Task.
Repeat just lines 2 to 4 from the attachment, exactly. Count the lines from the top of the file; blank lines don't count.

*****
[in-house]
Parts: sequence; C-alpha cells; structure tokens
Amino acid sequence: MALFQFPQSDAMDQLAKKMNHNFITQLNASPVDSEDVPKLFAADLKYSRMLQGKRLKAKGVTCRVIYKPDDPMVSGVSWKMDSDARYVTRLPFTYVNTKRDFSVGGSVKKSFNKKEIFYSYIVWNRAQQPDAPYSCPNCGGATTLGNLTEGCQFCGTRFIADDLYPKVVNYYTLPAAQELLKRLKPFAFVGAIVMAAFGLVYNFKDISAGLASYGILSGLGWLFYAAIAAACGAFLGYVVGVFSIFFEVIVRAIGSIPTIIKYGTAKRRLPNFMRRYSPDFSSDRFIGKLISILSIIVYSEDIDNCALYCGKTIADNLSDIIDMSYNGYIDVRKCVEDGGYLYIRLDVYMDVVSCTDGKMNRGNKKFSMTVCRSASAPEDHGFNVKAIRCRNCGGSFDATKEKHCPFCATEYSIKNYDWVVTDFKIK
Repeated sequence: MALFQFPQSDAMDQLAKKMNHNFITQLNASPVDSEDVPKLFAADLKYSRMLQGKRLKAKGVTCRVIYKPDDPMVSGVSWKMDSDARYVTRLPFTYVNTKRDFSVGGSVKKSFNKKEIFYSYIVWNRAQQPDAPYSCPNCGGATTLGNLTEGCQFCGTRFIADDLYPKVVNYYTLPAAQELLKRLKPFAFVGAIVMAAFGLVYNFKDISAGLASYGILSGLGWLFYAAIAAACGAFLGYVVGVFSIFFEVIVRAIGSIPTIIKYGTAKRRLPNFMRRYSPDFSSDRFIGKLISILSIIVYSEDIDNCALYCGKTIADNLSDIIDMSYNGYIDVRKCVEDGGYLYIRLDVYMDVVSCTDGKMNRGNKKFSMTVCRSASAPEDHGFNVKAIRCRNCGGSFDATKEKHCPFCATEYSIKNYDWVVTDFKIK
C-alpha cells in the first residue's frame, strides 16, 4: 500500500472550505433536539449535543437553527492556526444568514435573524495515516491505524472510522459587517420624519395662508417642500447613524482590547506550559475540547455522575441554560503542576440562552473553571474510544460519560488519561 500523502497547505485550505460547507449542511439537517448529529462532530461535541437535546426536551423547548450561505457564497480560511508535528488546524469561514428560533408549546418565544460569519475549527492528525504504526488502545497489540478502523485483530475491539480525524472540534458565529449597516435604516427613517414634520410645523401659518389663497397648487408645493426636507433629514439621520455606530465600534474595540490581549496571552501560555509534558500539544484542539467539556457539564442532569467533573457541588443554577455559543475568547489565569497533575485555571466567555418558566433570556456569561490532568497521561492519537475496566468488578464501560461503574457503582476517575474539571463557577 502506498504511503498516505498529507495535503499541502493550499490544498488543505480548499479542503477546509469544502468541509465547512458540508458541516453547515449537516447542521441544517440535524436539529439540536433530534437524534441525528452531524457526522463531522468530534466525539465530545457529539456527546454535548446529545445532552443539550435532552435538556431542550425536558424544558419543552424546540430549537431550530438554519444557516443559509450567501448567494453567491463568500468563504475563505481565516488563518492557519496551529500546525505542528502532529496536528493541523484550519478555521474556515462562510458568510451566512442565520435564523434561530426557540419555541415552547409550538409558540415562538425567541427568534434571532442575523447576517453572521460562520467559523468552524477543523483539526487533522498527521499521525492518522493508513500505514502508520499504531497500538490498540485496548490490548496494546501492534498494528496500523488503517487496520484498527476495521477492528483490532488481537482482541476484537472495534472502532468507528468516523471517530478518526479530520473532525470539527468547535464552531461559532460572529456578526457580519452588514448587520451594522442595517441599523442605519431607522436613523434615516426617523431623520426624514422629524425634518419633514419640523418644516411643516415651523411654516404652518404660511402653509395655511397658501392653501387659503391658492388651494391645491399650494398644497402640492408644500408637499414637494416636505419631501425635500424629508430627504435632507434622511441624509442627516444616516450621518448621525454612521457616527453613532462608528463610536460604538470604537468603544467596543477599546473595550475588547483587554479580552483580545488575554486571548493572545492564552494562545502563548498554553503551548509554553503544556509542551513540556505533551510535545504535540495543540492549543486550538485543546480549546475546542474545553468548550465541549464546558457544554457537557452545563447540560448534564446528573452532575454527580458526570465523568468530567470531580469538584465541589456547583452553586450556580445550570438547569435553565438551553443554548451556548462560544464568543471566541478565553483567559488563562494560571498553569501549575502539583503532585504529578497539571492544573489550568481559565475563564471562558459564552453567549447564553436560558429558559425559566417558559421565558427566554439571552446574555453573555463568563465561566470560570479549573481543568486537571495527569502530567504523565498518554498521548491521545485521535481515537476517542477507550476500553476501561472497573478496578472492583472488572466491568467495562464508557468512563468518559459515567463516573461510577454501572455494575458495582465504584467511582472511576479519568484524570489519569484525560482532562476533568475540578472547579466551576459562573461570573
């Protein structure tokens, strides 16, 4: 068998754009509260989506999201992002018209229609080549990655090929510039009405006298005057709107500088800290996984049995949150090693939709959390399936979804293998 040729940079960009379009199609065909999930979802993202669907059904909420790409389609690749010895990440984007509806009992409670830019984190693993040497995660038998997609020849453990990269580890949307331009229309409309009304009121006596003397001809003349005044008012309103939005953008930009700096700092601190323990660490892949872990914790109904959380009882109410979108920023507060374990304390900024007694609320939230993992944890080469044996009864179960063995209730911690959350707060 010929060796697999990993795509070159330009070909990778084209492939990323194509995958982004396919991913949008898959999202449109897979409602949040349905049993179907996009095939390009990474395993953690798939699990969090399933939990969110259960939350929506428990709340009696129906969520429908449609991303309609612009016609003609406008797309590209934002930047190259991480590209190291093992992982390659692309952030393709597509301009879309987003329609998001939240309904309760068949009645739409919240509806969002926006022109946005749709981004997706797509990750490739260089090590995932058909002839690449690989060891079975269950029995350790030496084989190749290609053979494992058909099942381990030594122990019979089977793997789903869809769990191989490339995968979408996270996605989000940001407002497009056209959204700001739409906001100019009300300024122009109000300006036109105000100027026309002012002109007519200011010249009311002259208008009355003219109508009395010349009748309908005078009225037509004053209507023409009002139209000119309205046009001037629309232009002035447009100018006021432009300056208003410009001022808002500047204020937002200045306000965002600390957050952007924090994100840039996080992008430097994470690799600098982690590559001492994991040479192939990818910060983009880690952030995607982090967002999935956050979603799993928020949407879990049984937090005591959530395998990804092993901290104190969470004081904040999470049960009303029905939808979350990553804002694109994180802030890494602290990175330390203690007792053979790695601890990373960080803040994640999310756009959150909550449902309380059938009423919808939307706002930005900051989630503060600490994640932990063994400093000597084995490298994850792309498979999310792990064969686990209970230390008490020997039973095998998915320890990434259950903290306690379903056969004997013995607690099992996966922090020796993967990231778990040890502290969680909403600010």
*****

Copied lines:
Parts: sequence; C-alpha cells; structure tokens
Amino acid sequence: MALFQFPQSDAMDQLAKKMNHNFITQLNASPVDSEDVPKLFAADLKYSRMLQGKRLKAKGVTCRVIYKPDDPMVSGVSWKMDSDARYVTRLPFTYVNTKRDFSVGGSVKKSFNKKEIFYSYIVWNRAQQPDAPYSCPNCGGATTLGNLTEGCQFCGTRFIADDLYPKVVNYYTLPAAQELLKRLKPFAFVGAIVMAAFGLVYNFKDISAGLASYGILSGLGWLFYAAIAAACGAFLGYVVGVFSIFFEVIVRAIGSIPTIIKYGTAKRRLPNFMRRYSPDFSSDRFIGKLISILSIIVYSEDIDNCALYCGKTIADNLSDIIDMSYNGYIDVRKCVEDGGYLYIRLDVYMDVVSCTDGKMNRGNKKFSMTVCRSASAPEDHGFNVKAIRCRNCGGSFDATKEKHCPFCATEYSIKNYDWVVTDFKIK
Repeated sequence: MALFQFPQSDAMDQLAKKMNHNFITQLNASPVDSEDVPKLFAADLKYSRMLQGKRLKAKGVTCRVIYKPDDPMVSGVSWKMDSDARYVTRLPFTYVNTKRDFSVGGSVKKSFNKKEIFYSYIVWNRAQQPDAPYSCPNCGGATTLGNLTEGCQFCGTRFIADDLYPKVVNYYTLPAAQELLKRLKPFAFVGAIVMAAFGLVYNFKDISAGLASYGILSGLGWLFYAAIAAACGAFLGYVVGVFSIFFEVIVRAIGSIPTIIKYGTAKRRLPNFMRRYSPDFSSDRFIGKLISILSIIVYSEDIDNCALYCGKTIADNLSDIIDMSYNGYIDVRKCVEDGGYLYIRLDVYMDVVSCTDGKMNRGNKKFSMTVCRSASAPEDHGFNVKAIRCRNCGGSFDATKEKHCPFCATEYSIKNYDWVVTDFKIK